By Paul Joel
When it first came out, I bought Bachmann’s On30 0-4-0 Gas Mechanical in the ‘Little River Logging Company’ livery, but I have never been particularly happy with the look of the loco, and felt that it really needed some detailing if I was going to us it on my (eventual) layout. While at the Sparsholt Narrow Gauge Show in April 2006, I discovered the Backwoods Miniatures Dress-up kit for the Gas Mechanical. The kit costs £22, and provides a mixture of cast metal and etched brass parts, which you can use as many or as few as you like to detail the kit.
I started by replacing the side rods. This was quite easy and just required gripping the pins holding them in place with a pair of needle nose pliers and gently twisting to release the pin. I then switched the side rods and replaced the pins.
The next step was to add the fuel tank to the front right of the under frame. I first removed the step that was present with needle nose pliers, then moved on to the more tricky step of removing the sideframe so that I could remove the ‘gusset’ cast on that is in the way of seating the fuel tank. After undoing and replacing various sets of screws, I found that you need to remove the wheelsets before you can remove the sideframe – this is accomplished by removing the two screws closest in on the centre line that hold the keeper plate on. Once the wheelsets are removed, the sideframe can be detached by removing the two outer most screws. Once I removed the gusset with a fine razor saw and then a file, I replaced all the removed parts and glued the casting in place with Loctite’s Easy-Brush Super Glue.
Next I fitted the sideskirts to the sides of the loco, first removing the paint on the edges. I then fitted the access doors to the skirts, initially in the open position, until I managed to knock two of them off again, and decided to have only one installed open with the rest closed. A shame, but eventually I am bound to loose one if I don’t.
I next added the radiator guard, although before fitting it I added the supplied ‘Whitcomb’ emblem to the guard, hoping that this would be easier adding it to the loco before than after. Installing the guard is done by carefully bending the locating tabs to create an ‘L’ shape at right angles to the guard, then gluing this to the front of the loco. At this point I also added the vertical Davenport emblems to the side of the radiator panel, over the top of the existing ones.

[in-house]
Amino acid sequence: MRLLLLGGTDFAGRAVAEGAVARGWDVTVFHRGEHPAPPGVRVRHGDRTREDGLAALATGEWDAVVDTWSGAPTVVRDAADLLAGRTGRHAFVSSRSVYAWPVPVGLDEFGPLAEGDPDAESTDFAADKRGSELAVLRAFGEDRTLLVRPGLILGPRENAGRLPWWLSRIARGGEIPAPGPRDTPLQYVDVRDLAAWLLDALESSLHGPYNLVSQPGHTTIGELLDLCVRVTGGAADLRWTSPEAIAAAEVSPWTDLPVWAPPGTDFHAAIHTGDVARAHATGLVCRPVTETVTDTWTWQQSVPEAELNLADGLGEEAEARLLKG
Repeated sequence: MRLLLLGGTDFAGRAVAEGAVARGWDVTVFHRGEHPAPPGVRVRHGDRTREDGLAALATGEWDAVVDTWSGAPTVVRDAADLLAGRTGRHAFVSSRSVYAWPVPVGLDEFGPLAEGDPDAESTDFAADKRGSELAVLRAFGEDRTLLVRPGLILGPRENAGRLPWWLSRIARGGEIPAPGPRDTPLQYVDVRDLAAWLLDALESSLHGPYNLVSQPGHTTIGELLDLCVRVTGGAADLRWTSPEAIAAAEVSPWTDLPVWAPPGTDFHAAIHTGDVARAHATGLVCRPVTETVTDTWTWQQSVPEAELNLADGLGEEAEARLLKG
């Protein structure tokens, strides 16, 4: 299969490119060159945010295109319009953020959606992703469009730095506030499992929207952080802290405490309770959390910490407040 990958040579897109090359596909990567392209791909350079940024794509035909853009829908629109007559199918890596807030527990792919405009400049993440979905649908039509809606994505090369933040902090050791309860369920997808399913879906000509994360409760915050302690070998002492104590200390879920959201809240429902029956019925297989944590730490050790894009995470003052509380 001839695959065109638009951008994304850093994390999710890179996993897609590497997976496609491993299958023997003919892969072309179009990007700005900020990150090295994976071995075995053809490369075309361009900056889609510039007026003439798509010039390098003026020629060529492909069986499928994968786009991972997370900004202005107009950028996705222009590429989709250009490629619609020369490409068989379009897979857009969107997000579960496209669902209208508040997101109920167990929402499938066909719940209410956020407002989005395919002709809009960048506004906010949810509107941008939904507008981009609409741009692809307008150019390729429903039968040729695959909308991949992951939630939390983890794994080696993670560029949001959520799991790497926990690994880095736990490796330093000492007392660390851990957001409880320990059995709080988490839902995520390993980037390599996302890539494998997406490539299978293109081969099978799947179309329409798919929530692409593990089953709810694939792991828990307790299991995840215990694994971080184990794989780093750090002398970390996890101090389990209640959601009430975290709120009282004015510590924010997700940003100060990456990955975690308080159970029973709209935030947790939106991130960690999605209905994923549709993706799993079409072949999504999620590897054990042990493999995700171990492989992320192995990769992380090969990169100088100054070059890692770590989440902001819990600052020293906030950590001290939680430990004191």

The next area to detail was the hood. I started by fitting the door louvers on, six in all. The instructions recommend adding these with a slow set glue to get the positioning correct, however I found using superglue and a pair of tweezers worked just as well.
I next fitted the muffler, air filter and horn to the upper part of the hood. To fit the muffler it is necessary to remove the current chimney. I gripped it with a pair of pliers and shifted it back and fourth until the glue broke. I then measured and drilled the hole for the support at the other end and fitted it. There is no set position for the air filter, so I mounted it towards the front left of the hood. The air horn was added to the cab wall, just under the roofline.
Most of the remaining casting were added next. I added the toolbox on the left of the loco, the roof hatch to the centre of the roof, the weights at the rear, and the rear light at the back of the roof. I finished off by remaking the hand rails that come with the kit on the front of the loco.
The only significant items now left to fit were the doors, which left me with a problem. The doors can be fitted opening inwards or sliding inside the cab, both of which cause problems on the right of the cab – an opening door hits the drivers seat and a sliding one jams on the existing panels. I had decided to leave the doors off, when I was struck by an idea – I could have them sliding, if I mounted them to the outside!
To accomplish this, I got some 1/16 brass channel, and cut a piece to go at the top and bottom of the sides of the cab. With the channel in place I then had to trim about 2mm of the top of the doors to get them to fit. I then fitted a handle and number to each door, as well as fitting glazing to the rear side of the door. After painting the doors I also added small fillets of brass to the end of the channel to stop the doors from falling out.
I decided to leave the loco painted in the scheme it was, so I mostly painted the parts that I had added black or red, and I painted the front grill silver. Finally I did some drybrush weathering just to dirty the loco up – it is a working girl after all!
The Backwoods Miniatures loco detailing kit is very good, with very clean etched parts and casting and apart from the doors is very easy to assemble – I especially like the idea that you can use as much or as little of the kit as you like to achieve the effect that you want (although I wanted to use pretty much everything), and at £22 you can hardly go wrong. In fact I am now eying up the full body replacement kits for the gas mechanical…